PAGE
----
The continuing saga of Michael Bloomberg, mayor of New York City, and his feinting and hinting about a presidential campaign hit the front page of NYTimes Friday.
One measurement that this story has legs is its regular appearance since mid-June in this nanocorner of the ‘Sphere©.
Now Mayor Bloomberg’s newspaper of record broadcasts a discouraging word. Perhaps the voting public, especially those voters who are his constituents in New York, are becoming a bit testy over his aforementioned feinting and hinting.
The peg for today’s story was Bloomberg’s trip to Oklahoma City this week, where bunches of former (I almost said politician, but my experience is that there’s no such thing as a former politician. Politician, or deceased politician are the two varieties) elected officials gathered to assess the terrain: Is the U.S. ready for a serious third political party, and is Michael Bloomberg the man to become its presidential candidate?
The Times indicates that people might have begun to classify Bloomberg with Fred Thompson, who took all summer to decide to run (or merely took a nap all summer?). We can see how Thompson is faring.
Couldn’t resist running the photograph that accompanied the on-line version of the story.
The caption is in MUDGE’s favorite type, 2-point Myopia, so we’ll tell you the woman in white at his right is Diana Taylor, his companion, and Silda Wall Spitzer, wife of New York Governor Eliot Spitzer is at his left.
Calls Grow for Bloomberg to Make Up His Mind
Published: January 11, 2008
Nearly every day a tiny new development trickles out from the stealth presidential campaign of Michael R. Bloomberg, the billionaire mayor of New York.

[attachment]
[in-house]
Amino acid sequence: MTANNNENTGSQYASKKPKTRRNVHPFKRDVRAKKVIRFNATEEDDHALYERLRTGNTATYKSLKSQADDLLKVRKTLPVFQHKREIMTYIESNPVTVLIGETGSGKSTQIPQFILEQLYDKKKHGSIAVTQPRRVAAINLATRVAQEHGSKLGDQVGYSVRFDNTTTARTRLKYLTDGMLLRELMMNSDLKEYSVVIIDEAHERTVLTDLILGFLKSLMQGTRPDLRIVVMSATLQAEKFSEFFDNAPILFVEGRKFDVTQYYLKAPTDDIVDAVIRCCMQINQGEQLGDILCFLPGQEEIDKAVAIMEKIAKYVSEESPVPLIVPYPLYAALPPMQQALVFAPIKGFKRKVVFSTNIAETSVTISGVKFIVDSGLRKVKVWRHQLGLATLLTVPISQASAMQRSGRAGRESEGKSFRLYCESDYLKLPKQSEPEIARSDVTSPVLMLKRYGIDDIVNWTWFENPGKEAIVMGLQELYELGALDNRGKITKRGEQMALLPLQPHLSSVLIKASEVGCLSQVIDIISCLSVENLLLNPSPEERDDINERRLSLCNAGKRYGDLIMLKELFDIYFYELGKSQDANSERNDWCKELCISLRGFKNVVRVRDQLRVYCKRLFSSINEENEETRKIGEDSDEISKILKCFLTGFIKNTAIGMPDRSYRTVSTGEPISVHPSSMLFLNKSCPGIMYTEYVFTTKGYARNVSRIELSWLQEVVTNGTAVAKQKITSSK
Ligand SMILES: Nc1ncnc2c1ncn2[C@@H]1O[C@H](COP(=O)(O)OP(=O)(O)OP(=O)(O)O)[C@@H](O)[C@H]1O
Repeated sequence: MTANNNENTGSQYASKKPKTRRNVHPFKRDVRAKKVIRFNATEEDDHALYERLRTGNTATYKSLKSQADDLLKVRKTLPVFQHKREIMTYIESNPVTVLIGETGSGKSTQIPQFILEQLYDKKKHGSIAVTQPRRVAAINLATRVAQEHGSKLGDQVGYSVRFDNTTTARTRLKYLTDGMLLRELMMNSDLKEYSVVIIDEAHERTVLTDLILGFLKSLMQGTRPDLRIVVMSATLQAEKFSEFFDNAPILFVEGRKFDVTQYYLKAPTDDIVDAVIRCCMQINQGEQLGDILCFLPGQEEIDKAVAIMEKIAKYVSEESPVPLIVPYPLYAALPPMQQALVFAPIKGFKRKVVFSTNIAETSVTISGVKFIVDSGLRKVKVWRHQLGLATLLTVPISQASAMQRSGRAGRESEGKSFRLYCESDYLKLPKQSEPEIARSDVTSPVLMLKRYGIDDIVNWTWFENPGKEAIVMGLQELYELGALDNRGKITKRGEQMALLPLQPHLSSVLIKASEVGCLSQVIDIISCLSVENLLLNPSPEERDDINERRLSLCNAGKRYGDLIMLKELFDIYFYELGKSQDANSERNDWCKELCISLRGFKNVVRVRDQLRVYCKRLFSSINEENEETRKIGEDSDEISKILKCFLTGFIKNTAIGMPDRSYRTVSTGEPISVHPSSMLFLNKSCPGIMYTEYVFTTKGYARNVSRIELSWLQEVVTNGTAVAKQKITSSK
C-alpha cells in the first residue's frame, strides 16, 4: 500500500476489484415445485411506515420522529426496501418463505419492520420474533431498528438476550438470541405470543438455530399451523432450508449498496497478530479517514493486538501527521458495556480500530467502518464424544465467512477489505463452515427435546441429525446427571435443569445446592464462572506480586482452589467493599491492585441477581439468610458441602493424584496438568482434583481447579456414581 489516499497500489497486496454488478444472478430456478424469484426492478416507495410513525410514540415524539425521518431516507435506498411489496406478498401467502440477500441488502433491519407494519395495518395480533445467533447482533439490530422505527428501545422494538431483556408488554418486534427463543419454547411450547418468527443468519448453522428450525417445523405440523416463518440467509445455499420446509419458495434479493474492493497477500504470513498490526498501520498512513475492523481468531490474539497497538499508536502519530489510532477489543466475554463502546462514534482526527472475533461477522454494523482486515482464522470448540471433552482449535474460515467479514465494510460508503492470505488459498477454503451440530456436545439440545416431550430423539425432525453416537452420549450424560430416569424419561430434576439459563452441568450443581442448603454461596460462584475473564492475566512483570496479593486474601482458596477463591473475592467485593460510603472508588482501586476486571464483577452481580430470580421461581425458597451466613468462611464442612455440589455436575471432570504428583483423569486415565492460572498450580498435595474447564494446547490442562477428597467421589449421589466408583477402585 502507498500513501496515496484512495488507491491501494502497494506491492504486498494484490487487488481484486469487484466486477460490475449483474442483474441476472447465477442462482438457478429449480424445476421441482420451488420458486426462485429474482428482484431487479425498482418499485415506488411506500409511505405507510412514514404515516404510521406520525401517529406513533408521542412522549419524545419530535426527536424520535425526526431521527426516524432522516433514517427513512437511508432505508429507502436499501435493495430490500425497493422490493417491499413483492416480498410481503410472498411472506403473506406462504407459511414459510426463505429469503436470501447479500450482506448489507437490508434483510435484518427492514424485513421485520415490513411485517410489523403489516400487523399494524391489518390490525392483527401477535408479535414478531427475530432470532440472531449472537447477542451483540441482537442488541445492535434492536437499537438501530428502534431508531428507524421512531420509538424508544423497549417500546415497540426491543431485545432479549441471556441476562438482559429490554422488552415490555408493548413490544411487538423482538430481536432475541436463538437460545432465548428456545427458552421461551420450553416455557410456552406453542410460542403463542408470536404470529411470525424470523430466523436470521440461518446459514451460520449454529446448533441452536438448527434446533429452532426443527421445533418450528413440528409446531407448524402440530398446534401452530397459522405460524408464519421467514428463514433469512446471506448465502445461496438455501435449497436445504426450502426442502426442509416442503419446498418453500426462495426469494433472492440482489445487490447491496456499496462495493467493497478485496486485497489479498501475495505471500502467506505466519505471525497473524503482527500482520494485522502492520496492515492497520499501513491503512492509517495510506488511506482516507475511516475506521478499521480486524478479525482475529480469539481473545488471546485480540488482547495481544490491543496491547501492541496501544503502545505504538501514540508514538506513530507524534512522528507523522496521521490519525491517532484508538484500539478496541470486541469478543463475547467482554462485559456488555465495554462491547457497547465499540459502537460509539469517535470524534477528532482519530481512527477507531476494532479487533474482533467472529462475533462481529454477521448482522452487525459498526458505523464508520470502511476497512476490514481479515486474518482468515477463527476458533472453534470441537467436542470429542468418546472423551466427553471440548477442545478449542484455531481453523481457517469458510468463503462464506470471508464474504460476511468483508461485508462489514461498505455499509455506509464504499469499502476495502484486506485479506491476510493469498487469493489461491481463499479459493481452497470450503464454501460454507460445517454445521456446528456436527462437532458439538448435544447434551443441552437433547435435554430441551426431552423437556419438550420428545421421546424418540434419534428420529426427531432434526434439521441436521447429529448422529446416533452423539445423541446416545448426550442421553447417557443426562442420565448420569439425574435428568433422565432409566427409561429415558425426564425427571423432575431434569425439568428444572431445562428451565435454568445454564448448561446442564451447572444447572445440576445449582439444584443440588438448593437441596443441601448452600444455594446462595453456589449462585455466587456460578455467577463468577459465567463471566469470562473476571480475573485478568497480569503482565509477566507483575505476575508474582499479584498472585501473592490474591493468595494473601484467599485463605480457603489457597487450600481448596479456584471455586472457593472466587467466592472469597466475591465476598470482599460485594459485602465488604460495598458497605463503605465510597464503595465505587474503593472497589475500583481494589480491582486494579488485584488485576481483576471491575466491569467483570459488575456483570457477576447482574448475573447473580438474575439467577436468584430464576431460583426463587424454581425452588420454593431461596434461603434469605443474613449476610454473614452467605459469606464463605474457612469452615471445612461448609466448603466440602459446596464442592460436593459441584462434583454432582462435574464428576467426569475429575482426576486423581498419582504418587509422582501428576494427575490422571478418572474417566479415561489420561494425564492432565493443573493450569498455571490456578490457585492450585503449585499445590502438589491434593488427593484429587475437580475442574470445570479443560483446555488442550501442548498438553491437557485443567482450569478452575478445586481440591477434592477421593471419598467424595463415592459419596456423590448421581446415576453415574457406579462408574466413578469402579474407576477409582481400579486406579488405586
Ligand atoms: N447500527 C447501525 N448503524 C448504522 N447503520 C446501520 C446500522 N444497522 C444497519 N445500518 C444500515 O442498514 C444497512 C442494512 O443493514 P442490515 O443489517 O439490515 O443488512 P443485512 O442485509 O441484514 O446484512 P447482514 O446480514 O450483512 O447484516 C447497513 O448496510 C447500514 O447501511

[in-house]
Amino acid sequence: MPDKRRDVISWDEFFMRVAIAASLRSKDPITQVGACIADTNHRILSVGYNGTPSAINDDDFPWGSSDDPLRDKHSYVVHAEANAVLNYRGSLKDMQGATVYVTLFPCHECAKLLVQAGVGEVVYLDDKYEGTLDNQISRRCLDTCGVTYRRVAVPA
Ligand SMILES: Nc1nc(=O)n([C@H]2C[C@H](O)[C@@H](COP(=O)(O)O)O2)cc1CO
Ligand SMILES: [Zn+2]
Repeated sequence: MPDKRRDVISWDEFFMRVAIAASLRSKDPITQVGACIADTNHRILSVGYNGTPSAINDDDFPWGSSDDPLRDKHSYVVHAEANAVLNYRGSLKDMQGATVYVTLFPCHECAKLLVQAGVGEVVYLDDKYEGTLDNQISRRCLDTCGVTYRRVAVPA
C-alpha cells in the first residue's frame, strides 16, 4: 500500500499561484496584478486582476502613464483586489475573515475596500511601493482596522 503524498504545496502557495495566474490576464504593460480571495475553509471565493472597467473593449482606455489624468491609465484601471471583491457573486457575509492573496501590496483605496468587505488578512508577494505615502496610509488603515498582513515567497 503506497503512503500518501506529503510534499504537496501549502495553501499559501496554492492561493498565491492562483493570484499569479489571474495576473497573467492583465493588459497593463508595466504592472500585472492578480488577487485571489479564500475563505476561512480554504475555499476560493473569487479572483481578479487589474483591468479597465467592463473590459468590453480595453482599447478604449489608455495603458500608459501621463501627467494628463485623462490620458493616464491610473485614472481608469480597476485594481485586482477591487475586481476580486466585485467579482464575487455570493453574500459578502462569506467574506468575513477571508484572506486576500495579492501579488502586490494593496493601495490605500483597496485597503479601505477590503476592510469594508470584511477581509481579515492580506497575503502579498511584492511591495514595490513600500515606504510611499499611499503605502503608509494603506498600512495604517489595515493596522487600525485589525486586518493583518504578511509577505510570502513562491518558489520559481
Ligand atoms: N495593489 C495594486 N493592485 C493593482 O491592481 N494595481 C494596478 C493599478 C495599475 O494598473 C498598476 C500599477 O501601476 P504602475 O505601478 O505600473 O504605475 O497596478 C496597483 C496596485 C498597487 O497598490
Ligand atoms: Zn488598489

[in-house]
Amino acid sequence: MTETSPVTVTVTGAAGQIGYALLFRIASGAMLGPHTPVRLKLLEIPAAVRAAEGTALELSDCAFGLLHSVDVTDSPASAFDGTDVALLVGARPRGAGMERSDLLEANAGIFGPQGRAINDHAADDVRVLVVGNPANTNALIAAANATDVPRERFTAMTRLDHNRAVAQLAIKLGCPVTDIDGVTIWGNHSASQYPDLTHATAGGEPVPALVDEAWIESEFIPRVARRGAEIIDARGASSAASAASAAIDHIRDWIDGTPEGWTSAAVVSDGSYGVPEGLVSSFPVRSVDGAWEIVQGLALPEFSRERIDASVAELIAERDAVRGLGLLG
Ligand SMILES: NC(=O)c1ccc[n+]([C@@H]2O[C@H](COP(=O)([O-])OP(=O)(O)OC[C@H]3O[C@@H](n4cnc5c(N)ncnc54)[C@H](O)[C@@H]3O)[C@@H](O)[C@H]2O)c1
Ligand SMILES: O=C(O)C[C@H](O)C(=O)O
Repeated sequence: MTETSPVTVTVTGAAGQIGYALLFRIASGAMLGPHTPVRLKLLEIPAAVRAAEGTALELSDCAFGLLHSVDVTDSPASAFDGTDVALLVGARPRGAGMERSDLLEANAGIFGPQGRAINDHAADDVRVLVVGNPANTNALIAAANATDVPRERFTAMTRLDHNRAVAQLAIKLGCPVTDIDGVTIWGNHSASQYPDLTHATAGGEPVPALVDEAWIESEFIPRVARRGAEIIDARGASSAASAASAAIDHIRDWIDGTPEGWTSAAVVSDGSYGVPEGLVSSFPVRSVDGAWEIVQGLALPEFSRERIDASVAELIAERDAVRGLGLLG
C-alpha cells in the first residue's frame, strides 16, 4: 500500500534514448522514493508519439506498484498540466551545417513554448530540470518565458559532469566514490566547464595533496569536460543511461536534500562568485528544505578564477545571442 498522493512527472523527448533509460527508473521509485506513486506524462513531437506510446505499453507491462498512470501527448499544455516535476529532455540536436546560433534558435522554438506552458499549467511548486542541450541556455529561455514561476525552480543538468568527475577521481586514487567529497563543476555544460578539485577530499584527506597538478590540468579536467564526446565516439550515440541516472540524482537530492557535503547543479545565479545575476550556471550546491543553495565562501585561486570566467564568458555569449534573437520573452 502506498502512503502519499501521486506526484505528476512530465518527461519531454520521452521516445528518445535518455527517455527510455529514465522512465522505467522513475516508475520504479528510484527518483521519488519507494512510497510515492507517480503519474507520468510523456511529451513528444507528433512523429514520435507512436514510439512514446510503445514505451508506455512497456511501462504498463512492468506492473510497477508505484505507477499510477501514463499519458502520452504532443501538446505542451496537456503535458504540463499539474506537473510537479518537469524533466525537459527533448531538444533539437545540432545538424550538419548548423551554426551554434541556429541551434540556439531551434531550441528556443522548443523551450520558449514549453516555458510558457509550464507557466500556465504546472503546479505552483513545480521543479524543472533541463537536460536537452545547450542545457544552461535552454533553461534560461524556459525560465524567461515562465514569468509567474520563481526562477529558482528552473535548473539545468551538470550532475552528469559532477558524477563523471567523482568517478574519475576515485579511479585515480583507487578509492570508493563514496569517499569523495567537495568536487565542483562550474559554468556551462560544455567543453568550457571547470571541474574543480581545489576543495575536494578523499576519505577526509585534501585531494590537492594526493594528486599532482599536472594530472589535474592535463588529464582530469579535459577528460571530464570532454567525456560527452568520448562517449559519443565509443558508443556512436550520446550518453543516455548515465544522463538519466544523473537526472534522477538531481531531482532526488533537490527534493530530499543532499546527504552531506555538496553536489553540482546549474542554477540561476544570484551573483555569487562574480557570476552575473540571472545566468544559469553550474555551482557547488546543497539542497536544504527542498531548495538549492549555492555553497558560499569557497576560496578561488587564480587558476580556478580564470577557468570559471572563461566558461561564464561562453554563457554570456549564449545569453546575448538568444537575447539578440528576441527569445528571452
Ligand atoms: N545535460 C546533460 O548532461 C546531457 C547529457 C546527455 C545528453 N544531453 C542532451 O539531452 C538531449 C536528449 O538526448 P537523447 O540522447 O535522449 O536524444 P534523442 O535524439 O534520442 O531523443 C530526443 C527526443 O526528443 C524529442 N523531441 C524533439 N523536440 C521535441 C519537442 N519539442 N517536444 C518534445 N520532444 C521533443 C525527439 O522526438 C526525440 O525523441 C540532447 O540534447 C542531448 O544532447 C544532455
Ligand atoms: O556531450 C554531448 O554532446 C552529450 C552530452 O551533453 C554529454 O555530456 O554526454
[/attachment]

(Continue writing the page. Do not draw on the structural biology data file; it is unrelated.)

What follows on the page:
He has talked with Chuck Hagel and Sam Nunn, potential running mates. He has delivered a tart critique of the presidential field. He is conducting intricate polling to test his appeal in all 50 states.
Mr. Bloomberg’s dalliance with the idea of running for president has stretched on and on, with his enthusiastic approval despite the public denials. But even before actually entering the contest, Mr. Bloomberg may have already risked losing something: people’s patience.
So here’s why this story continues to intrigue:
To be sure, there is little indication that ordinary voters around the country have given much thought to a Bloomberg candidacy, especially given the dramatic primary races in the two major parties. But his enormous wealth and willingness to spend it make him someone who cannot be ignored within the political world.
But, all may not be well at home, while Mayor Mike tours the world, and Oklahoma.
[Please click the link below for the complete article — but then please come on back!]
Interesting also the news that Unity08, a high profile interest group working nationwide toward a viable third party, written about here several times until we became concerned about their motives, is cutting back its activities in that direction.
One dirty tricks theory of U.S. politics says that third party candidates cause so much mischief to Democratic candidates (think Ralph Nader) that Karl Rove and his ilk must be the éminence grise behind them.
In that light, maybe Mike should stay home?
It’s it for now. Thanks,
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